Stop breeding of leopards, tigers in zoos: CZA

Space constraints push Authority to issue orders

Stop breeding of leopards, tigers in zoos: CZA

The rise in the number of leopards and tigers at the Bannerghatta Biological Park (BBP) and Rescue Centre has caught the attention of the Central Zoo Authority of India (CZA).

The CZA has dashed off letters not only to the BBP and the Forest department but also to all zoos across the country to stop breeding of leopards, hybrid lions, tigers and common ungulates.

The CZA forwarded the letter on August 6 and the BBP officials received it on August 10. It is signed by B S Bonal, CZA member-secretary, and Inder Dhamija, DIG (HQ), New
Delhi.

Space constraints

Speaking to Deccan Herald, Bonal said, “It has been cited that many rescued leopards and tigers are housed in zoos. It is good, but these animals are occupying a lot of space and now if they are used for breeding, this will lead to the problem of housing their offsprings. This is why these orders have been issued. It is a temporary order and is a management decision.”

Veterinarians and experts point out that the BBP had become more like a rehabilitation and breeding centre than a zoo.

Officials are seen concentrating more on offsprings and rescued animals than other zoo animals, they added.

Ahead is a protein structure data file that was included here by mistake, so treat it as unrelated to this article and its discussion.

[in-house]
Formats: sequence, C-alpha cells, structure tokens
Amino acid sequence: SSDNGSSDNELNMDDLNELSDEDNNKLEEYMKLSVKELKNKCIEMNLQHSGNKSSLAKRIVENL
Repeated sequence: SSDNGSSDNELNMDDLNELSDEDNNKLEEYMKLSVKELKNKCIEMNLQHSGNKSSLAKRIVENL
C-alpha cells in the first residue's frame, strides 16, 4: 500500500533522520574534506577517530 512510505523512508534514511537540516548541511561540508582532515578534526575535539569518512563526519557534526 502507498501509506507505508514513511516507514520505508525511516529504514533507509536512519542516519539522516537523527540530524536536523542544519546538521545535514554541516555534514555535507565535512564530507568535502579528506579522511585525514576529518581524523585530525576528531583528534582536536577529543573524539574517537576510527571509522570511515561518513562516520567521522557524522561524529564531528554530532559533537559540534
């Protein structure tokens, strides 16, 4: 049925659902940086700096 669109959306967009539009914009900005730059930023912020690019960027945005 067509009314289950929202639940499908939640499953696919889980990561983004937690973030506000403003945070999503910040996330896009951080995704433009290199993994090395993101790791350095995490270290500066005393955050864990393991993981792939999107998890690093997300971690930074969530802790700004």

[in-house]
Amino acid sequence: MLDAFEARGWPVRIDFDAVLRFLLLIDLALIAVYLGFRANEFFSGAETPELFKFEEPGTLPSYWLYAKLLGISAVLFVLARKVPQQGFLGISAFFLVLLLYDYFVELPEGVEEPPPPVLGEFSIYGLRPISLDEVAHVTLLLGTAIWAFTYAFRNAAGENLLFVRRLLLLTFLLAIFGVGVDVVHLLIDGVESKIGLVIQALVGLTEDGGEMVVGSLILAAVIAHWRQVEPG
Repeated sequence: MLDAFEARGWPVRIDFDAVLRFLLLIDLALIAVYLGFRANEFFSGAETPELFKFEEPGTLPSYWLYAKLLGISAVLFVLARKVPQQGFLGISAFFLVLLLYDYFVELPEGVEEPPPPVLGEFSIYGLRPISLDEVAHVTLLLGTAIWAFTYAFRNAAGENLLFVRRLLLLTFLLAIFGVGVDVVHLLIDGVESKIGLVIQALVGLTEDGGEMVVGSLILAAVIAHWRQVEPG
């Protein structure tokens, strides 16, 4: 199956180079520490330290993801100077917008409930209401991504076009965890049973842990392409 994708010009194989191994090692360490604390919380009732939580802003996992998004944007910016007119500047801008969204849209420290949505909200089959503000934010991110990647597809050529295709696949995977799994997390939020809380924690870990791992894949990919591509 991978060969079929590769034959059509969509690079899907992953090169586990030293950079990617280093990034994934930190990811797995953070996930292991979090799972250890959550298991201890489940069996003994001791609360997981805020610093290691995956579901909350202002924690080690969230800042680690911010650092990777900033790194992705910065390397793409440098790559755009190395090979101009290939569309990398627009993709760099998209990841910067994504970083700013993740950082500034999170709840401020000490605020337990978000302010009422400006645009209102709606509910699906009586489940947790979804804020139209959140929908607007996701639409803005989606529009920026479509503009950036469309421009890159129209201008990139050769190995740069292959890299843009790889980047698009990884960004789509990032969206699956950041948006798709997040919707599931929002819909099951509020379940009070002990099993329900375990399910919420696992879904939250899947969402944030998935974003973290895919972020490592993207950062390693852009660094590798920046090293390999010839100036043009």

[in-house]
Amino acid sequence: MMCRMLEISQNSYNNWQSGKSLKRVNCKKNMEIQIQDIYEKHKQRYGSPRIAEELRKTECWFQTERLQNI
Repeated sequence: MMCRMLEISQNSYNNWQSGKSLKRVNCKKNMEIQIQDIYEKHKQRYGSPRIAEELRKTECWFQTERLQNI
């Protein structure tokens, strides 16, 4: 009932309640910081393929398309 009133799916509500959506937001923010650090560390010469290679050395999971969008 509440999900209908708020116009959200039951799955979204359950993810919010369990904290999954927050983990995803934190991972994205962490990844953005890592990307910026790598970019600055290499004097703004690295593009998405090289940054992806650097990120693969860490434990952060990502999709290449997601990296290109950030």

The BBP presently houses 32 leopards and 36 tigers, including both rescued and circus animals. Of the 32 leopards, 13 are in cages and on display for visitors. The rest are housed in the rescue centre as they are wild.

In the case of tigers, four are wild and not meant for public view. The remaining animals are kept in various enclosures. A maximum of seven tigers, on a rotation basis, are displayed at any given point in time.

Elephants not mentioned

However, there is no mention of elephants in the letter. Their breeding is not curtailed, as many wild ones roam in the vicinity of Bannerghatta National Park.

The BBP is spread across 750 hectares, of which 15 hectares are occupied by the rescue centre. People are not allowed inside. In all, the park houses over 1, 200 animals, including herbivores, carnivores, birds and vertebrates.

Bannerghatta Biological Park Director Range Gowda said, “We do not use all the animals for breeding. Only the rescued wild animals are used for breeding and not the ones rescued from circuses. Also, this was happening only occasionally. We are also exchanging animals for breeding. Recently, we exchanged two Bengal tigers for a white tiger from Tirupati Zoo because the female white tiger here was old and unfit for breeding. Breeding of rescued circus lions has been stopped. All have been sterilised. However, now the orders will be followed.”


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